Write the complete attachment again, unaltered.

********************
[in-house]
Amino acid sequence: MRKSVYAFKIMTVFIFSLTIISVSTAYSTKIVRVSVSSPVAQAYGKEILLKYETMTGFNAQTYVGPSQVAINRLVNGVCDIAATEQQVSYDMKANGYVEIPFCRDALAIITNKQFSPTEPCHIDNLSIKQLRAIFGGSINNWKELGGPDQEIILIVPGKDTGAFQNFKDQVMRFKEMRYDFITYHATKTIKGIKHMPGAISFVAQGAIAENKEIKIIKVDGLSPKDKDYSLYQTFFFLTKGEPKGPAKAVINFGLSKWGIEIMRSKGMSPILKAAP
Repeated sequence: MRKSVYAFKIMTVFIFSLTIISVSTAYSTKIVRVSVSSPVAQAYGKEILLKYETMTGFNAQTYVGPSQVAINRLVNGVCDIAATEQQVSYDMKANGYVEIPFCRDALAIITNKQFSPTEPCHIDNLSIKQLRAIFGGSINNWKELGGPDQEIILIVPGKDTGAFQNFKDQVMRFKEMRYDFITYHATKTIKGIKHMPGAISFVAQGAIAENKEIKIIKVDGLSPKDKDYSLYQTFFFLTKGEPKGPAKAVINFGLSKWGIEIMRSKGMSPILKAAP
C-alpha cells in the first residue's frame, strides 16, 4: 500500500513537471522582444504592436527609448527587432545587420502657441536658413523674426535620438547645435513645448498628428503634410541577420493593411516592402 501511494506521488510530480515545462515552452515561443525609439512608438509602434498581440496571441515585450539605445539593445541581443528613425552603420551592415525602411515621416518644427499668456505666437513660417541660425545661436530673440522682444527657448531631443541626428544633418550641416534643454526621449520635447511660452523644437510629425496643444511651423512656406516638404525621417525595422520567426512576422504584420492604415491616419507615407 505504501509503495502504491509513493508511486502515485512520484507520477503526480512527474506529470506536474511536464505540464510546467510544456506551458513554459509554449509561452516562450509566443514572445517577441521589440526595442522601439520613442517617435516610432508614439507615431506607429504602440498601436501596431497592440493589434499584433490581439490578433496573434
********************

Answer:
[in-house]
Amino acid sequence: MRKSVYAFKIMTVFIFSLTIISVSTAYSTKIVRVSVSSPVAQAYGKEILLKYETMTGFNAQTYVGPSQVAINRLVNGVCDIAATEQQVSYDMKANGYVEIPFCRDALAIITNKQFSPTEPCHIDNLSIKQLRAIFGGSINNWKELGGPDQEIILIVPGKDTGAFQNFKDQVMRFKEMRYDFITYHATKTIKGIKHMPGAISFVAQGAIAENKEIKIIKVDGLSPKDKDYSLYQTFFFLTKGEPKGPAKAVINFGLSKWGIEIMRSKGMSPILKAAP
Repeated sequence: MRKSVYAFKIMTVFIFSLTIISVSTAYSTKIVRVSVSSPVAQAYGKEILLKYETMTGFNAQTYVGPSQVAINRLVNGVCDIAATEQQVSYDMKANGYVEIPFCRDALAIITNKQFSPTEPCHIDNLSIKQLRAIFGGSINNWKELGGPDQEIILIVPGKDTGAFQNFKDQVMRFKEMRYDFITYHATKTIKGIKHMPGAISFVAQGAIAENKEIKIIKVDGLSPKDKDYSLYQTFFFLTKGEPKGPAKAVINFGLSKWGIEIMRSKGMSPILKAAP
C-alpha cells in the first residue's frame, strides 16, 4: 500500500513537471522582444504592436527609448527587432545587420502657441536658413523674426535620438547645435513645448498628428503634410541577420493593411516592402 501511494506521488510530480515545462515552452515561443525609439512608438509602434498581440496571441515585450539605445539593445541581443528613425552603420551592415525602411515621416518644427499668456505666437513660417541660425545661436530673440522682444527657448531631443541626428544633418550641416534643454526621449520635447511660452523644437510629425496643444511651423512656406516638404525621417525595422520567426512576422504584420492604415491616419507615407 505504501509503495502504491509513493508511486502515485512520484507520477503526480512527474506529470506536474511536464505540464510546467510544456506551458513554459509554449509561452516562450509566443514572445517577441521589440526595442522601439520613442517617435516610432508614439507615431506607429504602440498601436501596431497592440493589434499584433490581439490578433496573434